There currently is no cure for ASD. However, research does show that intervention, preferably before age 3, can have a very positive impact on a child’s development. There are early intervention services all over America. These services provide therapies to help a child learn to talk, to carry on conversations and to interact positively with others. Some children respond so well that the symptoms of concern disappear. Others improve significantly.
Do be wary of promises of alternative therapies such as special diets and special intensive activities. Some of these treatments have been successful with some children. But that doesn’t mean that a particular therapy will be helpful for your child. Remember, one of the confounding truths about ASD is that no two children with ASD are alike. The therapy therefore has to fit the child. Be sure to consult with a specialist before starting a treatment you hear about.
Whom to Call
The first stop is the pediatrician. Share your concerns and ask for an evaluation or a referral to an appropriate evaluation team.
If your child is under age 3, call the Early Intervention center near you to see if your child qualifies for services. If your child is age 3 or older, contact your town’s school system to see what help is available.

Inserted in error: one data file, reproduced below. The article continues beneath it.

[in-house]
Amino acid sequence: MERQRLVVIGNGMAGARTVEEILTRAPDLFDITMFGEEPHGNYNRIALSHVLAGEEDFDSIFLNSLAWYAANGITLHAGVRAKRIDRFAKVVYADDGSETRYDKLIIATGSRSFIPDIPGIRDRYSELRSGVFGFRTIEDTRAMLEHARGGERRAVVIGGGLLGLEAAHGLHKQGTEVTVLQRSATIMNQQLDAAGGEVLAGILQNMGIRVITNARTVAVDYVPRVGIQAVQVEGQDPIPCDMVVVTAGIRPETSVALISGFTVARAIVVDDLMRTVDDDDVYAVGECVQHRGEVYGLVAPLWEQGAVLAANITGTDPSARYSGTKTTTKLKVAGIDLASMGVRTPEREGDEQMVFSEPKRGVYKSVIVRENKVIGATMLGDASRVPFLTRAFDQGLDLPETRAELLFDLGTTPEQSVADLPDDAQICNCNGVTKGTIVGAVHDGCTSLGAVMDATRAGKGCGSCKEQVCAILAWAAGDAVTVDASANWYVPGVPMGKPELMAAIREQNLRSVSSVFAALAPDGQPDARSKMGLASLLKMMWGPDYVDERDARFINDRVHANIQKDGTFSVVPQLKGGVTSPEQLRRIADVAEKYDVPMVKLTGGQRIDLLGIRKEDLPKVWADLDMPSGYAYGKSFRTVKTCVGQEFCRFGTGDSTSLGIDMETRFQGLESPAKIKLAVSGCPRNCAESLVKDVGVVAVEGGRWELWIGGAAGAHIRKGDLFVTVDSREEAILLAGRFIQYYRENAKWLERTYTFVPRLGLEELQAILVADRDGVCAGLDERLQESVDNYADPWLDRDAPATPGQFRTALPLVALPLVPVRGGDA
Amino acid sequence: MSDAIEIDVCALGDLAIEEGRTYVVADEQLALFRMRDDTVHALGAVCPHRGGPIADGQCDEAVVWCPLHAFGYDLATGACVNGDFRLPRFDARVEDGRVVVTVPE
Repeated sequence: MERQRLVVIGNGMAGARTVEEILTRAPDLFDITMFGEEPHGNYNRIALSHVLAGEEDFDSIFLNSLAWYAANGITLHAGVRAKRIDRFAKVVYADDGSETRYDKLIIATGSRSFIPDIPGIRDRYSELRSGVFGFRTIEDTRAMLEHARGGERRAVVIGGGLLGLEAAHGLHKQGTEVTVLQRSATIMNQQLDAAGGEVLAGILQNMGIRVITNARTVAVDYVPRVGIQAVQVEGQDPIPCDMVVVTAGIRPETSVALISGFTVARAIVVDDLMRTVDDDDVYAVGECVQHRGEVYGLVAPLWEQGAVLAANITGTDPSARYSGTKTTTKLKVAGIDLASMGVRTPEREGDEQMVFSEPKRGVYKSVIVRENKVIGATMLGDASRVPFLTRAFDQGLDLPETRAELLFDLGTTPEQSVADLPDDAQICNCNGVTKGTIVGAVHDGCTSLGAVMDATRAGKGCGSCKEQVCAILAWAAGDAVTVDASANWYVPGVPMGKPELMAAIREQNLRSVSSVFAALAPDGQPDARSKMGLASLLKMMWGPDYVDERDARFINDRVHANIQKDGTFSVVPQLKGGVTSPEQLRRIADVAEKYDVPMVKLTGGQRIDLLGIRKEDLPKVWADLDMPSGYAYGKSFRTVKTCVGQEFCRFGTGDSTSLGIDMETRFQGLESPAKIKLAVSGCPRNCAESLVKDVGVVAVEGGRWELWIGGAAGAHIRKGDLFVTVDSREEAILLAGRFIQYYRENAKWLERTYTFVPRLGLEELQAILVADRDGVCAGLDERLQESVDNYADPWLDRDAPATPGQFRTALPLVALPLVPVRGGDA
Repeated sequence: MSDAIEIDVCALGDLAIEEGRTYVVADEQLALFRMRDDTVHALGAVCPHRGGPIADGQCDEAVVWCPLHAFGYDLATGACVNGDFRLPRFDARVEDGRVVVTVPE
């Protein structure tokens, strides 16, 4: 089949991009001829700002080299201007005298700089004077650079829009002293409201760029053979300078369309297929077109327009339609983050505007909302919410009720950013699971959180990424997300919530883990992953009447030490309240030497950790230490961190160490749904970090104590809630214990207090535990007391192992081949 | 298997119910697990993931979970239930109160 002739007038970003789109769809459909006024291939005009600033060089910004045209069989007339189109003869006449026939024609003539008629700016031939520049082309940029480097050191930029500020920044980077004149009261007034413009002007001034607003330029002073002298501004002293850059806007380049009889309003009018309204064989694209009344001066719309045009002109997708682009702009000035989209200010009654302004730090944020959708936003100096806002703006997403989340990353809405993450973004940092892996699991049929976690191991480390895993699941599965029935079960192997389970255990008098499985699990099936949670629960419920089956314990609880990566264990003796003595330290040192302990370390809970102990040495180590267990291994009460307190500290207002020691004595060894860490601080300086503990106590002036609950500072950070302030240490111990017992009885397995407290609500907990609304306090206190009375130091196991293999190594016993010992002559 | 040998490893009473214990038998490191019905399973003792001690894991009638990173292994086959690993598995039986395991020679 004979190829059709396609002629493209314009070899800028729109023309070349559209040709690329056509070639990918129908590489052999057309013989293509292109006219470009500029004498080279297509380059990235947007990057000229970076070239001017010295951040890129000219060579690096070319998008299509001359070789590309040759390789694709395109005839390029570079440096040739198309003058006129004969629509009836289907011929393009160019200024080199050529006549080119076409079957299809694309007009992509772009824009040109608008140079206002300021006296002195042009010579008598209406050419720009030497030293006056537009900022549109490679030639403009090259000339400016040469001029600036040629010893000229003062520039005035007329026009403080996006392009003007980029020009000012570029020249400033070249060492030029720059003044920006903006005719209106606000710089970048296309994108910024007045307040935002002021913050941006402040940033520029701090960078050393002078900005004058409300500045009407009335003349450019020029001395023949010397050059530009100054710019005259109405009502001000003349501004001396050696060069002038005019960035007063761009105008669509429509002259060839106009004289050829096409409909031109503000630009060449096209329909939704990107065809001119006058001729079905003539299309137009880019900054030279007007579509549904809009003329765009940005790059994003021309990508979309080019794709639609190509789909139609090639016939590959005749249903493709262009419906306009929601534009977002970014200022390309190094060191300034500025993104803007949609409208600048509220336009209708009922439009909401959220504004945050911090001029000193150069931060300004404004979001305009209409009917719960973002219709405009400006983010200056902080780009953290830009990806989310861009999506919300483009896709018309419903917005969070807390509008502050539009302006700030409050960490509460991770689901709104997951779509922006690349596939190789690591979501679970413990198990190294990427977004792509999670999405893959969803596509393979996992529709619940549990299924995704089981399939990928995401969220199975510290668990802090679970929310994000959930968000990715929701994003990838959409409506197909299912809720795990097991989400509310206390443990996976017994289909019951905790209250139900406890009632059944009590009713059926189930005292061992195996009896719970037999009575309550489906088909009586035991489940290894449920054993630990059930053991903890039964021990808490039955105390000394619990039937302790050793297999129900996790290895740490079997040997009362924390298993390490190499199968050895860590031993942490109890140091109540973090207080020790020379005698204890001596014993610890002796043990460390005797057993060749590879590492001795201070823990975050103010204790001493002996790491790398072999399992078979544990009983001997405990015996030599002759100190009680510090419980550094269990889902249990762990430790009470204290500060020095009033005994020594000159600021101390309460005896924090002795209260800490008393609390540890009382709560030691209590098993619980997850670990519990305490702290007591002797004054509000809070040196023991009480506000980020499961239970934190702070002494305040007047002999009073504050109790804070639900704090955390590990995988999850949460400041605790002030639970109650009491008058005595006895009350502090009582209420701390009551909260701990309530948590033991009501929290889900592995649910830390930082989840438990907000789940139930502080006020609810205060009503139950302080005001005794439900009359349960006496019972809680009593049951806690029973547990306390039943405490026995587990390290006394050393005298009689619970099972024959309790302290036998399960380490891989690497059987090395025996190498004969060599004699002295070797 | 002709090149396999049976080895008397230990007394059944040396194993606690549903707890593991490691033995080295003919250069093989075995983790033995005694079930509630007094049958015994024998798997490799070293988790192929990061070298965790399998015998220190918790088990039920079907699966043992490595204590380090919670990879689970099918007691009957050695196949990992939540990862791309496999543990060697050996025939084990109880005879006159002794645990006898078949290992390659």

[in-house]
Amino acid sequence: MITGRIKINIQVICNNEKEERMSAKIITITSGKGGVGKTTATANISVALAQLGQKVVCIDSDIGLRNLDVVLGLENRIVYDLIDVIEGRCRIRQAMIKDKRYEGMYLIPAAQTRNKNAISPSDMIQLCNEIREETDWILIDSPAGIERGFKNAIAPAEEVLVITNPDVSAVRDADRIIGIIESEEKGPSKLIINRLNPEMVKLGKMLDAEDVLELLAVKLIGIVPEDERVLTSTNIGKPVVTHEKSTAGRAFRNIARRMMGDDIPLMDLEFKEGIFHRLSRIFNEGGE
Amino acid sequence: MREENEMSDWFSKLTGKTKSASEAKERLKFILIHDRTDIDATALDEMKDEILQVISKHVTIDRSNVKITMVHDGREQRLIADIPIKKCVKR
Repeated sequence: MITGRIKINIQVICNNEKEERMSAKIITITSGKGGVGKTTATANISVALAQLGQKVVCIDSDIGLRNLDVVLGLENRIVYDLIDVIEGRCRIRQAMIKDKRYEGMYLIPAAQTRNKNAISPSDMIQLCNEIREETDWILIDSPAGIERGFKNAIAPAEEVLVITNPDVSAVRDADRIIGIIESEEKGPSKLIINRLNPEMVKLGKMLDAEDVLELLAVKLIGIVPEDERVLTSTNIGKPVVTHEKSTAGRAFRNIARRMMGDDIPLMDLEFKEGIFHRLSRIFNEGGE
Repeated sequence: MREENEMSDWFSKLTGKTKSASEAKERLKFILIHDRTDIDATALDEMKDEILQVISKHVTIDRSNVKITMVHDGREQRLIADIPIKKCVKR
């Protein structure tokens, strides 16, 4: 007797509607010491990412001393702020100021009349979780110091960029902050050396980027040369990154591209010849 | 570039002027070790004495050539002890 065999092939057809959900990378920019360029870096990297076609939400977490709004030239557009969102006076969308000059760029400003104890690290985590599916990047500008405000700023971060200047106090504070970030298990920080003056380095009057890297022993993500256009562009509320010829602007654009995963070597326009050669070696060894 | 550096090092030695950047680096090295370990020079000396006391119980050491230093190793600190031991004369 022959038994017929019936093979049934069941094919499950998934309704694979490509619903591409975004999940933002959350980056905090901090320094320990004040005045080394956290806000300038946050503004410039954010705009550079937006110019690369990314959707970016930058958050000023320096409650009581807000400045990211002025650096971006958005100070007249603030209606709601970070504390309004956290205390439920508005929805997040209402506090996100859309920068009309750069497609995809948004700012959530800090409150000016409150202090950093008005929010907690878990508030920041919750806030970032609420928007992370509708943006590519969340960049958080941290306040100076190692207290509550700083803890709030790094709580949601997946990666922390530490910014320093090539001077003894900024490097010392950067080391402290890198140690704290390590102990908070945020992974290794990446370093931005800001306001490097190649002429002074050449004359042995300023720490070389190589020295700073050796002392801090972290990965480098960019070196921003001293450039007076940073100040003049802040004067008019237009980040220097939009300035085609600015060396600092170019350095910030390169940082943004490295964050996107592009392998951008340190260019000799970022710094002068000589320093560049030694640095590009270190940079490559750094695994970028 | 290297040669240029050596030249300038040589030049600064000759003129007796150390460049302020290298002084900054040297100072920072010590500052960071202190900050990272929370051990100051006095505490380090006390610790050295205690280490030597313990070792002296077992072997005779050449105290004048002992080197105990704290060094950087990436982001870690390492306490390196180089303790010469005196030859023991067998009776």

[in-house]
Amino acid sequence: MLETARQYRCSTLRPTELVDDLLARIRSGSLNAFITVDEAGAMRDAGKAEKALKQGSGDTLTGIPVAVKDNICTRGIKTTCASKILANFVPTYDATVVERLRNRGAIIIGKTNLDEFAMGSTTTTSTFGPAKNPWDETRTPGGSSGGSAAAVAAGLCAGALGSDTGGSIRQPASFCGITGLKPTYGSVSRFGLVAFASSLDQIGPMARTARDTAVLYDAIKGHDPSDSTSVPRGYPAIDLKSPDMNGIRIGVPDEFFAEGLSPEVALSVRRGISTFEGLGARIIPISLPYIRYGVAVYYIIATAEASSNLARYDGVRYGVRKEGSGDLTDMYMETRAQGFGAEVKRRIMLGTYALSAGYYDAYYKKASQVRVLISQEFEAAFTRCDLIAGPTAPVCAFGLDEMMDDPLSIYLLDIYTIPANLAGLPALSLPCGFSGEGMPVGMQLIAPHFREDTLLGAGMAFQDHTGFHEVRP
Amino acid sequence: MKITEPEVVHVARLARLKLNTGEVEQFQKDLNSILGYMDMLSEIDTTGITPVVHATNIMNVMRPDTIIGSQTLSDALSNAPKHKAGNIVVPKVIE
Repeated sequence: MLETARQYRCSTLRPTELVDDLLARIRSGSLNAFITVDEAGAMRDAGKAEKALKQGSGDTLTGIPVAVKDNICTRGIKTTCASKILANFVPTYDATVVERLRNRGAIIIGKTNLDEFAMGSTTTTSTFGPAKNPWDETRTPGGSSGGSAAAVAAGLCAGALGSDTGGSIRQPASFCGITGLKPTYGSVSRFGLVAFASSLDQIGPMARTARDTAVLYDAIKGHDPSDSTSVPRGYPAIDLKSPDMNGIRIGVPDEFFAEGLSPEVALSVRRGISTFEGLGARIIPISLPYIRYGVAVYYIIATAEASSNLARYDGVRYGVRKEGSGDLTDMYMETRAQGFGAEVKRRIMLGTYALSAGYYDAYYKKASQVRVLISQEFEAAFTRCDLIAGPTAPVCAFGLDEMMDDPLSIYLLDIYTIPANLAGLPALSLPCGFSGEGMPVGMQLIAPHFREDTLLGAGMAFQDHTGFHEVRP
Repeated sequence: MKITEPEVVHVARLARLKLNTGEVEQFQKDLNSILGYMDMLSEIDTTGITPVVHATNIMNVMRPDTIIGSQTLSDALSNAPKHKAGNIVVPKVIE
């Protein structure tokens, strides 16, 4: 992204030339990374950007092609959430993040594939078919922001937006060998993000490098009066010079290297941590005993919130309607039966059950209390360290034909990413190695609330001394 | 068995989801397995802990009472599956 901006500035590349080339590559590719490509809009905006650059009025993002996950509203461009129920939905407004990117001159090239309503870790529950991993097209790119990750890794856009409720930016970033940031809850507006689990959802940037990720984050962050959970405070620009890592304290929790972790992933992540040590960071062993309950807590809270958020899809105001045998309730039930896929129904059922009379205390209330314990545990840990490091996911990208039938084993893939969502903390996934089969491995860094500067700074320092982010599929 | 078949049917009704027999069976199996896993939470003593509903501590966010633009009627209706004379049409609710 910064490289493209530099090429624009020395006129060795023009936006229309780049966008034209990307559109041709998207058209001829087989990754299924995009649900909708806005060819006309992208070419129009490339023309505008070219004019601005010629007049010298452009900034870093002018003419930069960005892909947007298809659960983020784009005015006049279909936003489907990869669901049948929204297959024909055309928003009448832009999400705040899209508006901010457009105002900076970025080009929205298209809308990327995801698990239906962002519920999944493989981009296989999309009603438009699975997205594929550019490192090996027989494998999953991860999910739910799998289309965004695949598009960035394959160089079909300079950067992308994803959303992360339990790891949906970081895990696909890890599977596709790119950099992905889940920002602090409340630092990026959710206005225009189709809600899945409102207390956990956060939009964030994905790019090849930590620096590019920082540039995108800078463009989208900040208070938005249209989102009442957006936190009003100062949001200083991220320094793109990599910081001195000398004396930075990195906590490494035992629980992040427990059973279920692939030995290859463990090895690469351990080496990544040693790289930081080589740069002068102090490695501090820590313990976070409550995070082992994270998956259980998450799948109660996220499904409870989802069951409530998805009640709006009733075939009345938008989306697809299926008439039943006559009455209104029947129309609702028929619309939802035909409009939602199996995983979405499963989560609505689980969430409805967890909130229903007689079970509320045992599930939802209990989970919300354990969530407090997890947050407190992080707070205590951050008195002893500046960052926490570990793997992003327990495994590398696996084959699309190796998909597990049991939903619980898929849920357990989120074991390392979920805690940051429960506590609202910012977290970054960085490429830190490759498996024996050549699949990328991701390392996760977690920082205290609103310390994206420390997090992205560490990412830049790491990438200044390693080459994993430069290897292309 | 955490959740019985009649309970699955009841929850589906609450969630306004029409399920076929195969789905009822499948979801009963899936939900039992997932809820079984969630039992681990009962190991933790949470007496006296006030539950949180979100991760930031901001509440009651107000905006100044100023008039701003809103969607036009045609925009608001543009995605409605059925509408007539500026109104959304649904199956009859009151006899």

If you aren’t certain whom to call, visit the Early Childhood Technical Assistance Center (ECTA) website.
Children with symptoms of ASD are not likely to just outgrow it. According to a 2012 survey, fully 35 percent of kids with ASD currently don’t get a job or go on for further education after high school. Kids on the spectrum need special education services to learn compensatory skills. Helping your child means getting involved. With early treatment and consistent followup, your child can be all she or he can be.
Hartwell-Walker, M. (2016). What Every Parent Should Know about Autism. Psych Central. Retrieved on May 23, 2017, from https://psychcentral.com/lib/what-every-parent-should-know-about-autism/